Specifically, council officials say the New York law’s definition of a children’s product is overly broad and will likely impact entire manufacturing, business and retail sectors that could have discontinue commonly used products; does not include a de minimis concentration exemption for items of high concern; and does not include regulatory bodies to consider exemptions for products where there is no risk of exposure to harmful products because there is no “pathway to exposure.”
Business Council officials suggest relying on the Frank R. Lautenberg Chemical Safety for the 21st Century Act which was signed into law by President Barack Obama. The federal law has been passed since initial versions of the New York law were proposed years ago in the state Legislature.
“The Business Council is concerned with any legislation that calls for state specific chemical bans and restrictions,” the council wrote in a legislative memo opposing the chemical restriction legislation. “This bill will create uncertainty for New York’s manufacturers who will not know from year to year which chemicals will make the priority list for bans until the list is made public. Chemical regulation in particular is better handled on a national level, rather than having different states with varying standards for chemical and product safety. This in turn will further put New York manufacturers at a competitive disadvantage with those in other states and discourage new businesses from relocating to or expanding in New York.”
Other pieces of legislation in the package announced by the Assembly include:
¯ An amendment to the state Constitution which would ensure clean water and air are treated as fundamental rights for New Yorkers, protecting both the environment and public health (A.2064, Englebright).
¯ Another bill would raise water-efficiency standards for plumbing fixtures (A.2286, Hunter)
¯ A bill that would require the Department of Environmental Conservation to publish a list every two years of geographic areas in the state that are adversely affected by existing environmental hazards (A.1779, Peoples-Stokes).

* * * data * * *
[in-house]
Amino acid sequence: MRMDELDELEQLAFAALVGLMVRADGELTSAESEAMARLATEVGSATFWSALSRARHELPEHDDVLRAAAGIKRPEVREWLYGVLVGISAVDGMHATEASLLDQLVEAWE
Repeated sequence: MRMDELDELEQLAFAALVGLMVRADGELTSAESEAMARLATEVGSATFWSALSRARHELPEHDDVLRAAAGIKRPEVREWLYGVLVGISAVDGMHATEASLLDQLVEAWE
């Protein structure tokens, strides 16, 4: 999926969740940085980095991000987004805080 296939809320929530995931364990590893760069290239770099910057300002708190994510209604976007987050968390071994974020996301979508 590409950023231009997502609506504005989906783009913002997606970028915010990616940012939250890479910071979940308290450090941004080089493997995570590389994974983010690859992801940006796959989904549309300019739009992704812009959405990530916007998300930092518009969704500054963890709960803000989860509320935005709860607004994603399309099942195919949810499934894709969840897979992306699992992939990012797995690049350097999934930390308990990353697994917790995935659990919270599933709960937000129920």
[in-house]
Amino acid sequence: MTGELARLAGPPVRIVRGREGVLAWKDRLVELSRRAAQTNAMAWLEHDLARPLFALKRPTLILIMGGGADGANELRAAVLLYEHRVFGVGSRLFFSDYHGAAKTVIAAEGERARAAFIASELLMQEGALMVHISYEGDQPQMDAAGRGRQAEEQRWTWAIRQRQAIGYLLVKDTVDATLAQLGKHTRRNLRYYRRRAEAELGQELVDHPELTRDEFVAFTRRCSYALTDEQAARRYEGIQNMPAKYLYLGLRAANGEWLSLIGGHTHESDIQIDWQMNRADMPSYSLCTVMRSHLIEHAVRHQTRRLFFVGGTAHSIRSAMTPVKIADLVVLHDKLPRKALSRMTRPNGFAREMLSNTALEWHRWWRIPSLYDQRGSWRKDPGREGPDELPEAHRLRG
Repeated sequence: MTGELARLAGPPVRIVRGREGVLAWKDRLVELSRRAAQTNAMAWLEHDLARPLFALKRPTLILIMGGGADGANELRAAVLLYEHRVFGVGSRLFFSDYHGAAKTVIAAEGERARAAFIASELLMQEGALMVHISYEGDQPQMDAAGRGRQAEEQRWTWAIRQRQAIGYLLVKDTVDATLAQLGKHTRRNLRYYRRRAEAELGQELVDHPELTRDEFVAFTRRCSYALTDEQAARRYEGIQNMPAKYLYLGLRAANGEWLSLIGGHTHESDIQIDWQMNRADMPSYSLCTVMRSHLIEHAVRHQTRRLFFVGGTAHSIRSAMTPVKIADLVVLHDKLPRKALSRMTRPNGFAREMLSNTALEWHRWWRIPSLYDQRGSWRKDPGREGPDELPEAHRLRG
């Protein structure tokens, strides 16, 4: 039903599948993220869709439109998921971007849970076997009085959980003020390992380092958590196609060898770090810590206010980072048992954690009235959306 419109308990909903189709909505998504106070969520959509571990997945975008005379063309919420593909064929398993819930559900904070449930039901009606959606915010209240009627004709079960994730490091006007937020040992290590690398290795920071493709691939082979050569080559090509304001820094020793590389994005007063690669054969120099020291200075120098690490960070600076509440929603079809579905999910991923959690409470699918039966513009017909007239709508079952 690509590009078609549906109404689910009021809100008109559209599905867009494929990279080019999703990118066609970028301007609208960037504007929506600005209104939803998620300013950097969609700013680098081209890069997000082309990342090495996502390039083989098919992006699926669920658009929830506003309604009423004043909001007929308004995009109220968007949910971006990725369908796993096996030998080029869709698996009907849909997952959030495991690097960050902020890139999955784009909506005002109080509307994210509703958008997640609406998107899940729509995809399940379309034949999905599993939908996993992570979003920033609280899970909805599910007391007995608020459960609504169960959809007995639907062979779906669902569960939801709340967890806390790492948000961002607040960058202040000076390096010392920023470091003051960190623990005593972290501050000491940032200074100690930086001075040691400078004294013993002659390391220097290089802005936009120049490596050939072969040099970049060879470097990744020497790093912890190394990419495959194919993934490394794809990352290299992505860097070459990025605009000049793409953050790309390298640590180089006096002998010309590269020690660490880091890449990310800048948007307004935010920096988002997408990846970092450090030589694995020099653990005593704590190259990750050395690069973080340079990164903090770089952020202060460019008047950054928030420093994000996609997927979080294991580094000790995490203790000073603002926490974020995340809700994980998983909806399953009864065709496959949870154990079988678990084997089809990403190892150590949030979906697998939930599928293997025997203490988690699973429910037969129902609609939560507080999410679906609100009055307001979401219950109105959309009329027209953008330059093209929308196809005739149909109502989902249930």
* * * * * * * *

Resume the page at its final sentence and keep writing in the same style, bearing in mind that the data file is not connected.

¯ Legislation banning the use of the pesticide chlorpyrifos. There has been extensive scientific research into chlorpyrifos, which is toxic to the human brain and nervous system, and is especially dangerous for children, infants and women who are pregnant (A.2477-B, Englebright).
¯ Reduce the amount of mercury in light bulbs (A.2501-A, Englebright).
¯ Give the DEC commissioner the ability to protect species by designating animals, like the giraffe, as vulnerable species and banning the sale of items made in part or in whole from the such species (A.6600, Englebright).
¯ Commemorate April 22, 2019, as the 49th anniversary of Earth Day (K.326, Griffin).
¯ Recognizes June 8, 2019, as Dragonfly Day in New York state (K.318, Thiele).
“Our Earth Day agenda will provide the public with the opportunity to pass a constitutional amendment safeguarding clean air and water, and a healthful environment. Other bills will keep dangerous pollutants and chemicals away from children and out of our environment,” Englebright said. “I am proud that today’s legislation will protect our health, reduce the waste of clean water and help to shield vulnerable species such as giraffes from extinction.”